WSU whiffs on late two point conversion, loses to BYU by two

A questionable playcall on a two point conversion late in the fourth quarter was the difference as the BYU Cougars (6-2) beat the Washington State cougars (4-4, 3-2) on Saturday afternoon on the Palouse 21-19.

WSU’s offense drove to the red zone with around five minutes left and scored a touchdown on Max Borghi’s third touchdown of the game. Unfortunately the coaches got too cute for ok the two point try and attempted to run a wide receiver pass that led to Lincoln Victor’s pass landing right at Travell Harris’ feet for the final margin.

Brigham Young ran the ball with Tyler Allgeier to eat the rest of the clock and close out the win and earn bowl eligibility. Brennan Jackson, the reining Pac-12 defensive player of the week, went down with 2:39 left on the clock.

Allgeier’s third touchdown of the game came late in the third quarter as he closed in on 140-yards. It was the second time he scored on third down as the WSU defense seemed incapable of stopping him in crunch time. This drive was reliant on the ground game, just like their other drifts, as the Washington State defense couldn’t stop the run. The extra point was good and the Mormon Cougars lead was extended to eight-points at 21-13.

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On the next WSU drive, quarterback Jayden de Laura had a home run ball he under to Jackson Jr. that was under thrown, and neatly intercepted, that was the drives best chance at scoring. A holding call on the next play, and a nearly intercepted pass on third down, put an end to the drive before it could get going.

The Washington State defense stood up BYU’s tailbacks on a pair of rushing attempts to force a third and long. Which led to a pass play that was broke up when the wideout was hit as he brought in the pass.

BYU opened up the second half with a more aggressive offensive approach. The Cougars threw the ball down field repeatedly, a complete change from the first half. It was a decision that led to more space for the tailbacks — especially Allgeier. Allgeier picked up a third down in the red zone, and then punched it into the end zone three plays later on yet another third down. That final run was a punishing punch up the gut that saw Brigham Young dominant the undersized middle of WSU’s defensive line for a 14-7 lead.

While WSU scored what should have been a game tying touchdown on its next drive, the snap got bobbled and the place holder’s pass fell short. The missed extra point came after an impressive drive in response to BYU’s touchdown. Joey Hobert was the most consistent target for de Laura on the drive as he was targeted twice, with one catch as the wideout stumbled. Borghi scored the touchdown as he bounced to the left side of the line after the right side had collapsed.

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After a key stop on fourth and two, the Cougar offense marched to midfield on six plays but made the decision to punt on fourth and one. Dickert’s decision to punt was a sign of a more conservative approach that the WSU offense would take throughout the game in fourth down situations.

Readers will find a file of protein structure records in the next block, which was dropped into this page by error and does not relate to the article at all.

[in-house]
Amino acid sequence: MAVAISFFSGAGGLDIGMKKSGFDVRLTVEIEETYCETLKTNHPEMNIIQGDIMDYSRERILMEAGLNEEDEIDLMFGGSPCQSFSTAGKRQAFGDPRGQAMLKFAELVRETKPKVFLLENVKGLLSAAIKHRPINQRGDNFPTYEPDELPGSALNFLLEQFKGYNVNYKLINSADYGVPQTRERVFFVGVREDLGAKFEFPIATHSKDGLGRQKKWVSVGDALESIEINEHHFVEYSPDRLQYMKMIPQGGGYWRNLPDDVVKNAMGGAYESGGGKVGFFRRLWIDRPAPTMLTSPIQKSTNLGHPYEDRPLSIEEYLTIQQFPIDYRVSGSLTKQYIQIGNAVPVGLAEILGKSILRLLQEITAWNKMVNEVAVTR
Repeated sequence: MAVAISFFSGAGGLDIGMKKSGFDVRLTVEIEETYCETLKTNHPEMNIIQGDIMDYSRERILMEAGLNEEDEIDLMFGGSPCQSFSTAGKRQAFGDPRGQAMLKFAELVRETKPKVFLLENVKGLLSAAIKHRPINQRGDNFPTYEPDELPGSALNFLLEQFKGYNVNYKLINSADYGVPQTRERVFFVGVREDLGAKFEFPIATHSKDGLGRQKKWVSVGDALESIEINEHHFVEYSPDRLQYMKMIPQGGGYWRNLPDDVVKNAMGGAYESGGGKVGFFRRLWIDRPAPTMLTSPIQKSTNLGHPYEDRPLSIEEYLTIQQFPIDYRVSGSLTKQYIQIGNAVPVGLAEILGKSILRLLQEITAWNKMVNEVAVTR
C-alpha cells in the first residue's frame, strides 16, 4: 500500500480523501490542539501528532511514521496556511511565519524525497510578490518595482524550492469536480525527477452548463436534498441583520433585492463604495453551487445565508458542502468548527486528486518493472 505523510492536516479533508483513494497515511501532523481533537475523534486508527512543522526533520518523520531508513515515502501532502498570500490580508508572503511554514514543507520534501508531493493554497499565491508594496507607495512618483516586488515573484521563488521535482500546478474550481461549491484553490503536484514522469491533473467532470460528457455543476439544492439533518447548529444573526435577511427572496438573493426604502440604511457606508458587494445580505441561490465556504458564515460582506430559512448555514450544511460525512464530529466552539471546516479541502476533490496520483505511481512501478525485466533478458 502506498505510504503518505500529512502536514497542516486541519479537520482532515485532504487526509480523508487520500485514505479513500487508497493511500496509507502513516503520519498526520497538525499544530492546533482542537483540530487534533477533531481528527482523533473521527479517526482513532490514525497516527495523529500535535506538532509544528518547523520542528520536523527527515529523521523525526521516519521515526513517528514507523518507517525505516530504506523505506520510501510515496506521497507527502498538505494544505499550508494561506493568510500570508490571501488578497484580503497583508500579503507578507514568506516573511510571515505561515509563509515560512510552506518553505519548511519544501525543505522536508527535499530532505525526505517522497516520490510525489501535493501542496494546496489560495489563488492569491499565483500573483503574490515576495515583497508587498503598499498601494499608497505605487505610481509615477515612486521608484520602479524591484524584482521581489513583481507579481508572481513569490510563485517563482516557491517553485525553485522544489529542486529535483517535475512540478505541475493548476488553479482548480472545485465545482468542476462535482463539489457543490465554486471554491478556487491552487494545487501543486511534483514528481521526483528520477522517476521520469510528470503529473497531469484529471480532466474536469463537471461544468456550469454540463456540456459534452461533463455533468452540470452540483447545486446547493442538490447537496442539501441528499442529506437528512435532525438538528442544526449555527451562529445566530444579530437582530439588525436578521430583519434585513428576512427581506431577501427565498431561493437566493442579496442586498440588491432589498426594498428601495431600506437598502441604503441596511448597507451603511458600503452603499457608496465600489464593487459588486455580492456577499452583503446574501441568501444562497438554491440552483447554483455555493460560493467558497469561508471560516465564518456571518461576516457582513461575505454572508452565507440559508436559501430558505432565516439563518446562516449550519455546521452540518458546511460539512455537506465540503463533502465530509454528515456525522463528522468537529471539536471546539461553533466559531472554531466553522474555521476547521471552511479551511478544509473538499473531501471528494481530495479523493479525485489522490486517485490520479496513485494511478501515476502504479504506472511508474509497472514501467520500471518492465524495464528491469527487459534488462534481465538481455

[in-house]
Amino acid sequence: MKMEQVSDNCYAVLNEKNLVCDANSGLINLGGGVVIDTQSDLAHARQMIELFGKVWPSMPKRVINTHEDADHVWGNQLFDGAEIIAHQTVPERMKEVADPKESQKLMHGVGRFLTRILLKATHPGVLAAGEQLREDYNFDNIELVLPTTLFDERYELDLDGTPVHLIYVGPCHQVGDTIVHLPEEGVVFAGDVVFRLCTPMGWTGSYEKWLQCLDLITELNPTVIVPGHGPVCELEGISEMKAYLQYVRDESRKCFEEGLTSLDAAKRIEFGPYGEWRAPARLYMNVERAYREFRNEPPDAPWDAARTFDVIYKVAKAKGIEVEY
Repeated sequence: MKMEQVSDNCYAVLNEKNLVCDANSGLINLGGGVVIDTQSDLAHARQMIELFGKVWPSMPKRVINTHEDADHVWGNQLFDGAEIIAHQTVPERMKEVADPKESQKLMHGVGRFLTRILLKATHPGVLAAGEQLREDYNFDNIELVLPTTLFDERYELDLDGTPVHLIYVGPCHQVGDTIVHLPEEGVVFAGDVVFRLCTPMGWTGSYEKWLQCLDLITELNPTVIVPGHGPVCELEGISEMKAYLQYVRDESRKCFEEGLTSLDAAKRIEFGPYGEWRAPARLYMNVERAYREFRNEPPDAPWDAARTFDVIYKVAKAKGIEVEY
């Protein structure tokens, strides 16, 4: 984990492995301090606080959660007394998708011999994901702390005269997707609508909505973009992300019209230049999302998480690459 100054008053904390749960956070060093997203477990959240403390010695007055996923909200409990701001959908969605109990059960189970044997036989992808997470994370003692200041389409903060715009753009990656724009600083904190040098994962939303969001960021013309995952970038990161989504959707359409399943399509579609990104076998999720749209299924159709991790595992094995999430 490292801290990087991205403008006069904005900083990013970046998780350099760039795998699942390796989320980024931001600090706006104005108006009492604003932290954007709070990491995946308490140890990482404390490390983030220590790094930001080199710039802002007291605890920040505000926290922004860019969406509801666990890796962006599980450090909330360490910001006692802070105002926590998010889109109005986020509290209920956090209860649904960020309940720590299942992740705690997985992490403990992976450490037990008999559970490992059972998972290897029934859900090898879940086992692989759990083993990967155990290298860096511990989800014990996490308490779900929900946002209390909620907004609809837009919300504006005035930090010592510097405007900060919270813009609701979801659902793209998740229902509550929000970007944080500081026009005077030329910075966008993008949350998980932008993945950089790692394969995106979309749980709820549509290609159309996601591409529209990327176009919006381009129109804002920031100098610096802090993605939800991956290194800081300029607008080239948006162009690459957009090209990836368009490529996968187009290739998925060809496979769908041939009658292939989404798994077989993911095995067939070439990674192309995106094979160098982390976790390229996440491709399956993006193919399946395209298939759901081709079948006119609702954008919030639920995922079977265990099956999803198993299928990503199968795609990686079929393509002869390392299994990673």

The Mormon Cougars were unable to take advantage of the punt and were forced to punt and Washington State kneeled out the half. It was a 7-7 tie at the intermission.

Borghi scored the first touchdown of the game when he ran in from the 11-yard. The fifth year player bounced off of a defender and then raced to the end zone. It was the culmination of a drive that followed the script to perfection. The pass plays chewed up huge chunks of yardage while the ground game kept them in manageable second down situations. De Laura’s most impressive pass of the drive found Harris in space at the middle of the defense; the veteran wideout made an impressive catch around his ankles.

On the ensuing drive, BYU drove right down the field on the strength of its run game — the Cougars only attempted one pass, it went for 21-yards. Allgeier ripped off a 30-yard dash to get his squad into the red zone, BYU scored on a three-yard touchdown run two plays later.

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Post game thoughts

  • The Washington State defense had absolutely no answer for BYU’s rushing attack on Saturday as the Mormons piled up 238 yards on 48 carries — which was good for an average of five yards per carry. It often meant that Brigham young was able to avoid passing downs.
  • When WSU did force BYU into passing situations, the defense often held them in check and was able to force turnovers. That secondary has easily been the biggest on-field surprise of 2021.
  • De Laura’s hesitancy to run the ball was costly at times, especially since BYU’s linebackers frequently left plenty of space for him to pick up chunk yardage. While I appreciate his willingness to stay in the pocket to run the offense….sometimes the play the defense gives you is not going to be a pass.
  • Hobert continues to quietly impress in limited snaps for Washington State.
  • Washington State averaged 5.8 yards per play, that is not going to consistently put the offense in trouble and leave its defense out to dry.
  • On the flip side of that coin, BYU averaged 5.6 yards per play. That was primarily thanks to the secondary’s ability to stifle the other Cougars passing attack.

Next up for Washington State is a 12:00 PM kick against Arizona State down in Tempe, Ariz.

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Photo Credit: BYU Football